“Feels like we could go on for forever this way”
Over the past decade, Sheridan Smith has established herself as one of the UK’s finest actresses. From comedies such as The Royle Family, Two Pints of Lager and a Packet of Crisps and Gavin & Stacey, she has graduated to BAFTA-winning success in Mrs Biggs, Cilla and this year’s exceptional The Moorside. And onstage, she’s a 4-time Olivier Award nominee and 2-time winner, being recognised for her work in both plays – Flare Path – and musicals – Legally Blonde. Now she has the music world in her sights as she releases her debut album Sheridan.
There’s returns to the material that has justly made her reputation. Her impassioned take on Cilla Black’s swinging ‘Anyone Who Had a Heart’ remains an absolute joy and a full-throated rendition of Funny Girl’s ‘My Man’ recalls the energy of her Fanny Brice. It feels she is most at home in the torch song arena though, and whether in the oldies (Timi Yuro’s ‘Hurt’, The Carpenters’ ‘Superstar’) or newer tracks (Rufus Wainwright’s ‘Dinner at Eight’), the tone of her lower register glows with charismatic warmth. With producer Tris Penna and co-producer, arranger and musical director Steve Sidwell, there’s a real appreciation for the collation of music that suits Smith and really does create a harmonious whole.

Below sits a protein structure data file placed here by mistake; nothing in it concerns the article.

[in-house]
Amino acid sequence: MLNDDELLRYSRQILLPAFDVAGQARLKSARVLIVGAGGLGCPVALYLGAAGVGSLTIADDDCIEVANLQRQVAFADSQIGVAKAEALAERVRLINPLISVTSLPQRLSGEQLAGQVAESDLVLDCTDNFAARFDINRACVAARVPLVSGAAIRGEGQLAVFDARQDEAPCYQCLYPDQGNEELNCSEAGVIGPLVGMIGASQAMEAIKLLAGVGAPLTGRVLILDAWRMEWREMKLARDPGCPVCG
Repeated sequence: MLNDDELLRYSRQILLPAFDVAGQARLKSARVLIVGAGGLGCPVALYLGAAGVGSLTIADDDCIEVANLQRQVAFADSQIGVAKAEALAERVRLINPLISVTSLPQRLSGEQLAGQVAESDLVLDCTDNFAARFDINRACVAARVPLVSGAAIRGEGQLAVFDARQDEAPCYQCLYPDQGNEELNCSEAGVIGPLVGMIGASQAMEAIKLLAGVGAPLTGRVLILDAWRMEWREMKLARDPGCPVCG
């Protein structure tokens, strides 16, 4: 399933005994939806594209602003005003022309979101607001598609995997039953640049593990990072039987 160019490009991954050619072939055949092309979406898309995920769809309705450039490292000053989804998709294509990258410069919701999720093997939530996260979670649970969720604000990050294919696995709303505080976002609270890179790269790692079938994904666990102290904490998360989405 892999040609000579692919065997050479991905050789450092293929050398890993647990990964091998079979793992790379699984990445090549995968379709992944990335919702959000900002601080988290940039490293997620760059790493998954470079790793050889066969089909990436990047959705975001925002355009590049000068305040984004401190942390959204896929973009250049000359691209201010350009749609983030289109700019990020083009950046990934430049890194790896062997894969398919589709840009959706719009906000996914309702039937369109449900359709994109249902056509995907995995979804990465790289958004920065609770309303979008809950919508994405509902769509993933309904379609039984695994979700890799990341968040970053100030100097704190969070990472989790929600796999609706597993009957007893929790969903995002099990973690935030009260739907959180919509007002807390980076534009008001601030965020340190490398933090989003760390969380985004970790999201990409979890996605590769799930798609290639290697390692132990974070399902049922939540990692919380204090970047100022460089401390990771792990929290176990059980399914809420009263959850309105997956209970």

This restrained approach suits her well with the pair of Pasek and Paul compositions featured here. The more famous (in the UK at least) is La La Land’s ‘City of Stars’, her subtle vocal contrasted with the big band arrangement to beautiful effect but for me it’s the driving emotion of ‘For Forever’ from hit Broadway musical Dear Evan Hansen that emerges as a real highlight in all its gorgeous yearning hope. Jazz standard ‘I Smell a Rat’ offers a welcome change of pace, and subtle humour comes from efficient takes on Noël Coward’s ‘Mad About the Boy’ and Robert Palmer’s ‘Addicted to Love’.
But there’s a bold statement too coming from the song choices that bookend Sheridan. There’s a wry knowingness to putting a song called ‘Crazy’ at the top of the record but the rearrangement of Gnarls Barkley’s pop hit works beautifully. And then to round things off is a dramatically stark reinterpretation of Dreamgirls‘ showstopper ‘And I Am Telling You I’m Not Going’, stripped of all its showboating and consequently raw as a nerve. Every quiver in Smith’s voice is left in, in this deeply personal piano-led version, reminding us how emotional a performer she is and what power that brings to her work. A stunning debut.